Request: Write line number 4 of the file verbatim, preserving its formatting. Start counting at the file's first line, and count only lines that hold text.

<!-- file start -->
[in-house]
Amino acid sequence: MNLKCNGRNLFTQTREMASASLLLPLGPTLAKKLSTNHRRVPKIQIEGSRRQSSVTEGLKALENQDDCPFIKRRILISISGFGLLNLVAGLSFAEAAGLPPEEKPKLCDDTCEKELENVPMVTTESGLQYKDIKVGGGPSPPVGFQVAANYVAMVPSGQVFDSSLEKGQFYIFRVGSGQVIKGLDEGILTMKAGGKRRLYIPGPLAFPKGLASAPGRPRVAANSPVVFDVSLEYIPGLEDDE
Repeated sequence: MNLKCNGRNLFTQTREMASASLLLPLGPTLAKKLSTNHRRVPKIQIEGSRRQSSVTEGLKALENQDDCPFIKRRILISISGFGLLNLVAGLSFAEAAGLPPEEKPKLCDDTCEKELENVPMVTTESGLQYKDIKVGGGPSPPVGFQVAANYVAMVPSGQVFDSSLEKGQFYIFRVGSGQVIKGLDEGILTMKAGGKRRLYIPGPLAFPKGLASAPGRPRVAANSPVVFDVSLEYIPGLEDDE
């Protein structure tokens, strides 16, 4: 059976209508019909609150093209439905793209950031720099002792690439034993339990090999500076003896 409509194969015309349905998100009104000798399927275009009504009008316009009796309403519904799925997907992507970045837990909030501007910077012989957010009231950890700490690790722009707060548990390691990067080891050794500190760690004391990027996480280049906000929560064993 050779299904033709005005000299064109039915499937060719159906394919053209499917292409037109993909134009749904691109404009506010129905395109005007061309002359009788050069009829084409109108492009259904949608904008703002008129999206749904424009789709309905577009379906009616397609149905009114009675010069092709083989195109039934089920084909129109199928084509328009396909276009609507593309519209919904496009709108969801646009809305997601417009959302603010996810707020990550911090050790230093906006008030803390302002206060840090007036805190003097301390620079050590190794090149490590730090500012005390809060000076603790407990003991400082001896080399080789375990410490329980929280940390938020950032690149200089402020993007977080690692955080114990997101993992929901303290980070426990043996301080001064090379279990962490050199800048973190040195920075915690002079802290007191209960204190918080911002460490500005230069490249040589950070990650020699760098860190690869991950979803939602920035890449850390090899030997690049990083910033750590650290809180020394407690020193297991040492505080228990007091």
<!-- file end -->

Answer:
């Protein structure tokens, strides 16, 4: 059976209508019909609150093209439905793209950031720099002792690439034993339990090999500076003896 409509194969015309349905998100009104000798399927275009009504009008316009009796309403519904799925997907992507970045837990909030501007910077012989957010009231950890700490690790722009707060548990390691990067080891050794500190760690004391990027996480280049906000929560064993 050779299904033709005005000299064109039915499937060719159906394919053209499917292409037109993909134009749904691109404009506010129905395109005007061309002359009788050069009829084409109108492009259904949608904008703002008129999206749904424009789709309905577009379906009616397609149905009114009675010069092709083989195109039934089920084909129109199928084509328009396909276009609507593309519209919904496009709108969801646009809305997601417009959302603010996810707020990550911090050790230093906006008030803390302002206060840090007036805190003097301390620079050590190794090149490590730090500012005390809060000076603790407990003991400082001896080399080789375990410490329980929280940390938020950032690149200089402020993007977080690692955080114990997101993992929901303290980070426990043996301080001064090379279990962490050199800048973190040195920075915690002079802290007191209960204190918080911002460490500005230069490249040589950070990650020699760098860190690869991950979803939602920035890449850390090899030997690049990083910033750590650290809180020394407690020193297991040492505080228990007091």